Thanks for the great idea!

Actually, you bring up one thing that I noticed with my rack. The pipes should be higher in the 2x4. When I crank the straps down, it gets dang close to the top of the car - especially if the windsurfer has fittings. Your suggestion is a good one, and good reminder to me. I just bought another windsurfer and I have to open the sunroof cos of the fittings - OK when its not raining! So I guess its time to build a Mark II, hopefully you wont want royalties on your improvements!

If you were to simply use a 2x6 or 2x8 for a starting point instead of a 2x4 it would solve the height problem without sacrificing the strength of the thru hole for the pipe to run through. All in all you have designed a great piece of equipment that anyone can make and it should be adaptable to any vehicle. GREAT JOB!!

 No worries on royalties, I've already saved a bunch off buying a rack!

My only concern with mounting the bars on top of the wood is strength.  Running the bars through hole in the 2x4 is impressively strong, so I'll have to make up for that with 1 or 2 screws through each pipe down into the wood, and perhaps a piece of pipe strap on top of all that for insurance.  

My Mark II might get made as early as this weekend.  I'll post pictures as soon as I have some.  

I don't know about Lowes but if you buy your pipe at Home Depot you they will cut it and re-thread the ends for free at the time of purchase. This will allow you to have the exact length you need.

Thanks for the instructable... I have a kayak I have been squishing into my bus... your instructable has encouraged me to come up with a roof-rack solution... thanks again!

years ago i invested in two diameters of pipe insulation. half inch and 2 inch if memory serves, the smaller shoved inside the larger, with the larger as a finer foam. some soft nylon rope (to not scratch the car) threaded through the smaller diameter with a big knot just outside the foam to keep it from pulling through. the ropes are tied through the interior of the car, or to the door column and i use two or three when i need to move larger items. (one in the middle when things are heavier to prevent the load from hitting the higher middle of the roof) for routine use i'd swap out the rope for some friction webbing straps or webbign with stiched on velcro to make a speedier attachement the rope is to hold the foam in place, proper load securing is a different set of ropes/straps.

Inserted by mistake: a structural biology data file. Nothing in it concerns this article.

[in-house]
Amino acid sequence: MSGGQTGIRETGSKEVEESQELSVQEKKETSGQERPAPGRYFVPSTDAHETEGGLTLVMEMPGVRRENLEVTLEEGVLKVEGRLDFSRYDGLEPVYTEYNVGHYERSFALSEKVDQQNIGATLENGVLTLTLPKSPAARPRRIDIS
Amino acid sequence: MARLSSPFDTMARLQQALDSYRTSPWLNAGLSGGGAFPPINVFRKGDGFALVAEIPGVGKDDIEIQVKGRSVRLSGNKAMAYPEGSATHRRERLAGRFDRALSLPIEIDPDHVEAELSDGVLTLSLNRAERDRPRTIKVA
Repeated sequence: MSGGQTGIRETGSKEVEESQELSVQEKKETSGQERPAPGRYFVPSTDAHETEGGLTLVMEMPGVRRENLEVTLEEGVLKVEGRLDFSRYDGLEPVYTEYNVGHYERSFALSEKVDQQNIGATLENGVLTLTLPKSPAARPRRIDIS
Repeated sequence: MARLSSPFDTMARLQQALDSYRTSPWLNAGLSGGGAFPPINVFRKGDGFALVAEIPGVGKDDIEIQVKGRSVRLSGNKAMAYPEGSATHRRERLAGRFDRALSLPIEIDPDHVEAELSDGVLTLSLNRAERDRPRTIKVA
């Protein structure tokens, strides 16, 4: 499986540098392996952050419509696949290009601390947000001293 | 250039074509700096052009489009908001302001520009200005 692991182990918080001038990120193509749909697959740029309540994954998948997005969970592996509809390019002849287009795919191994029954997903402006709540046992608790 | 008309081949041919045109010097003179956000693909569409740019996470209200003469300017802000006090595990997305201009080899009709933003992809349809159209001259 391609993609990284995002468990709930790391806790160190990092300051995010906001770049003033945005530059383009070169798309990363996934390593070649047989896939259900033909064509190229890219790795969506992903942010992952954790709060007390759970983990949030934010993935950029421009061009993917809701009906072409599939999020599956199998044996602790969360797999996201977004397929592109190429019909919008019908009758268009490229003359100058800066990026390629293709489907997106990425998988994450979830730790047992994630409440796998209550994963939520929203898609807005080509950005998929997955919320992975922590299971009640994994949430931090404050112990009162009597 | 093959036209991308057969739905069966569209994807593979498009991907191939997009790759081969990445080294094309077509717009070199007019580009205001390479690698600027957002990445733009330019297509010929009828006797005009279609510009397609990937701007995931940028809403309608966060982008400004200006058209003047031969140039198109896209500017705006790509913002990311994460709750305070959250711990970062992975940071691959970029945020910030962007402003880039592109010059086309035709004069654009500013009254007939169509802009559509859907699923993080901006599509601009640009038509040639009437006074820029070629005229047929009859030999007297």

I made some similar car top carriers for general use, including bringing a sheet of plywood home from a lumberyard. I did not cut the frame to fit the contour of my roof. Instead, I placed a 2 x 4 x 4 block under each corner. I angled each so it made a better fit for its area of the roof. Then I cut four pieces of old rubber hose about 4 inches long and ran a piece of ordinary steel wire through the hole in each. The wire pieces were about 8 inches long each. I drove nails into the frame and wrapped the ends of the wires around a nail. The rubber hose pieces act as cushions between the roof and the carrier. The wires merely hold the hose pieces in place. I think it is an easier way to fit the contours of the roof to the carrier.

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I should add that there was a nail on each of two sides of each block. The wire could go through the inside of the hose and each end of the wire would be wrapped on its own nail.